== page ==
I urge the Minister to look at this problem comprehensively. It is not . good enough to consider salinity, for instance, as an individual question. We must consider the whole problem of water supply and water requirements, not for just one area but for the whole of this great river system. I again ask the Minister to conduct the most exacting examination of all proposals affecting the salinity of the Murray River and of land use in the area. We of the Opposition believe in a national conservation programme. We believe that more and more water is going to be needed urgently in Australia for the growth and development of our nation. A comprehensive investigation is long overdue. Research should be conducted with greater intensity than it has been conducted in the past. A scientific study of land and water use should be carried out. This should be one of the cardinal aims of the Department of National Development. We trust that the steps that will be taken as a result of this legislation will be beneficial. We hope they will have the effect that the Minister sincerely and earnestly believes they will. But we do not know what lies ahead. The southern parts of Australia have suffered from one of the most devastating droughts in the history of this country. Who knows that in the future more severe droughts, accompanied by greater losses, will not occur? I put it to the Minister and the Government that the National Water Resources Development Programme, under which this Bill comes before the Parliament, is inadequate to meet the needs of the nation with its outstanding development possibilities, with its great potential for agricultural, mineral, pastoral and other developments. More water is needed, and the proposal to provide $50m over 5 years, as announced in November 1966, is inadequate.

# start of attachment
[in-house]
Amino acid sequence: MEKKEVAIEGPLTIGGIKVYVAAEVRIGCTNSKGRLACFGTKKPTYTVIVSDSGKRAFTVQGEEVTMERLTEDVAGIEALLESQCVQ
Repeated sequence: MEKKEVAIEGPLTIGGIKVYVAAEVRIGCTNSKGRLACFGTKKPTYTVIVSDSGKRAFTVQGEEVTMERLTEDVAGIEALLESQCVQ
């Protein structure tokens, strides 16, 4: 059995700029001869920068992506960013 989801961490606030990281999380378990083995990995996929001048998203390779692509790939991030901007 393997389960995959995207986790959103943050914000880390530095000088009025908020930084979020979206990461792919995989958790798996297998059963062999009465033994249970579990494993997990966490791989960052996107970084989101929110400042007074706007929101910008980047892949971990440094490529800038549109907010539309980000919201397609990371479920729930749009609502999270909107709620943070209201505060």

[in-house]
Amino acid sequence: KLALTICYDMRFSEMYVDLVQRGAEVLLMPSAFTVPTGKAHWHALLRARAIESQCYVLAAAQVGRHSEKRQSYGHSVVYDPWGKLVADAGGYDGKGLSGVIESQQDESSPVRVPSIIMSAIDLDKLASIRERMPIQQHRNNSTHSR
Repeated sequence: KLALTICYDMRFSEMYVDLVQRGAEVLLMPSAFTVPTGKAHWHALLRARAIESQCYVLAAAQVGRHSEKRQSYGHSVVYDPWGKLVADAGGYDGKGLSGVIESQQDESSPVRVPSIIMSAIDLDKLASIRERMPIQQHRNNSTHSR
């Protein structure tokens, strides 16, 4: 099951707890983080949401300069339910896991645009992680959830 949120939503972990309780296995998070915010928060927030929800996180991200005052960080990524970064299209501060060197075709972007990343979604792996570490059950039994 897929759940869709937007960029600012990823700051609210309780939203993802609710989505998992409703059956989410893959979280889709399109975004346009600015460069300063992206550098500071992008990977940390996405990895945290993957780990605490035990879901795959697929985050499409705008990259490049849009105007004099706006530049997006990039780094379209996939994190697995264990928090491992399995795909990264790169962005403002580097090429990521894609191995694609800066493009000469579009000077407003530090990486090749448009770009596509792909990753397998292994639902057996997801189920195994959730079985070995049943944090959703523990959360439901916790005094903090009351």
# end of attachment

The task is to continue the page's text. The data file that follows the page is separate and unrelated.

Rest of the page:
I can only hope that practical steps will be taken to put more water into the Murray River and that other steps will be taken to solve the main problem permanently. We may then follow a continuing policy of development. We may be able to reclaim land which is at present unproductive, perhaps because of the mistakes that we ourselves have made by destruction of timber and by faulty land use which has brought salts to the surface to be washed into our rivers. I hope we can ensure that these mistakes are not repeated and that the River Murray will play the dominant role that it should play in the development of one of the richest areas of our country.